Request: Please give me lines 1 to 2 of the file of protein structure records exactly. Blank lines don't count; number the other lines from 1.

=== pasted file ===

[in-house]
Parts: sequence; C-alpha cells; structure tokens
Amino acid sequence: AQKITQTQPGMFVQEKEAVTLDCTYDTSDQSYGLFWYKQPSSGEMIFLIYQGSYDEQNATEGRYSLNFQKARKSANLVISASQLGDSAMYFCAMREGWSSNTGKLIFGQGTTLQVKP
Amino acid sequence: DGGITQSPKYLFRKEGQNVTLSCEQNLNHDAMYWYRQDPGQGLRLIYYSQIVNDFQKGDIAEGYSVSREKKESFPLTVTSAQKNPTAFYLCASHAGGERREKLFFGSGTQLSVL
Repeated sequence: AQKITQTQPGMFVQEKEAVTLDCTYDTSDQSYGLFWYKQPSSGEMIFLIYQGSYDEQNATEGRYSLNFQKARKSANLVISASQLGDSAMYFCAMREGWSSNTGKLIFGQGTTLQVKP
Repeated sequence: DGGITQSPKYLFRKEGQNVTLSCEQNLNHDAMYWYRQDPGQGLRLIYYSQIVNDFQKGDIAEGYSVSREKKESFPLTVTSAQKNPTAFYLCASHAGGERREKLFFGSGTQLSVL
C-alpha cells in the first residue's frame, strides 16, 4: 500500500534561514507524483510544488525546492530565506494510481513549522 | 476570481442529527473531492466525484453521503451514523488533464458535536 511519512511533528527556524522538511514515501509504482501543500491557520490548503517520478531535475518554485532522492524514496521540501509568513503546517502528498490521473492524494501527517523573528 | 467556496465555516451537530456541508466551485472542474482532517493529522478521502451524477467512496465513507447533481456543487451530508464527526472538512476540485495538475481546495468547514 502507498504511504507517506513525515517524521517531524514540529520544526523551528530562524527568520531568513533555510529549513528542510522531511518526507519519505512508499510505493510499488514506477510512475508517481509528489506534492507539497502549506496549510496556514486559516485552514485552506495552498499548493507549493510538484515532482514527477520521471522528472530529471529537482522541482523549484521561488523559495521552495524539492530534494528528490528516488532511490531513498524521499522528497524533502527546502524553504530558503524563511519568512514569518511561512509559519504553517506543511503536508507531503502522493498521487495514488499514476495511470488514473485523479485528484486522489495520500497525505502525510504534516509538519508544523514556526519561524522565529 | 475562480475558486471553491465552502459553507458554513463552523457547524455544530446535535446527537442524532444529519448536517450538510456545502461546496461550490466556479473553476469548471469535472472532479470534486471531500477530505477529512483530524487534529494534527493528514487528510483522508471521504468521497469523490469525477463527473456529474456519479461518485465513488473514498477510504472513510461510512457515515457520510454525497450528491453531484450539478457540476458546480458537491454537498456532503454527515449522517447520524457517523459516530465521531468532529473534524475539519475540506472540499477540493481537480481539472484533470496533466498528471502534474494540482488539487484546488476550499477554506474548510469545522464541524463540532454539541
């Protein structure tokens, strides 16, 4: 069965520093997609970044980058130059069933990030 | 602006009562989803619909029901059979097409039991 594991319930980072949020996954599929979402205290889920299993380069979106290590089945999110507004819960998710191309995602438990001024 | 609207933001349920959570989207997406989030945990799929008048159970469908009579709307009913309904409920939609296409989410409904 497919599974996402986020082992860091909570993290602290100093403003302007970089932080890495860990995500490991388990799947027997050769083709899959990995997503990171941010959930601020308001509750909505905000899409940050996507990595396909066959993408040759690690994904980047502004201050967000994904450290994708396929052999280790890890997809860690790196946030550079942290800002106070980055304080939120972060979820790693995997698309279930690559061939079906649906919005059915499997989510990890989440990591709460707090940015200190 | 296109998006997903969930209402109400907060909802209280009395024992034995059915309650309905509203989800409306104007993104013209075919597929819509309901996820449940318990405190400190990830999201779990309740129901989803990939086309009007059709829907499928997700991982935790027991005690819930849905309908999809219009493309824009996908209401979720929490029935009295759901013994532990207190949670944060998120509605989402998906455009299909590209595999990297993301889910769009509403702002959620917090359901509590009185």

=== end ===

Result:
[in-house]
Parts: sequence; C-alpha cells; structure tokens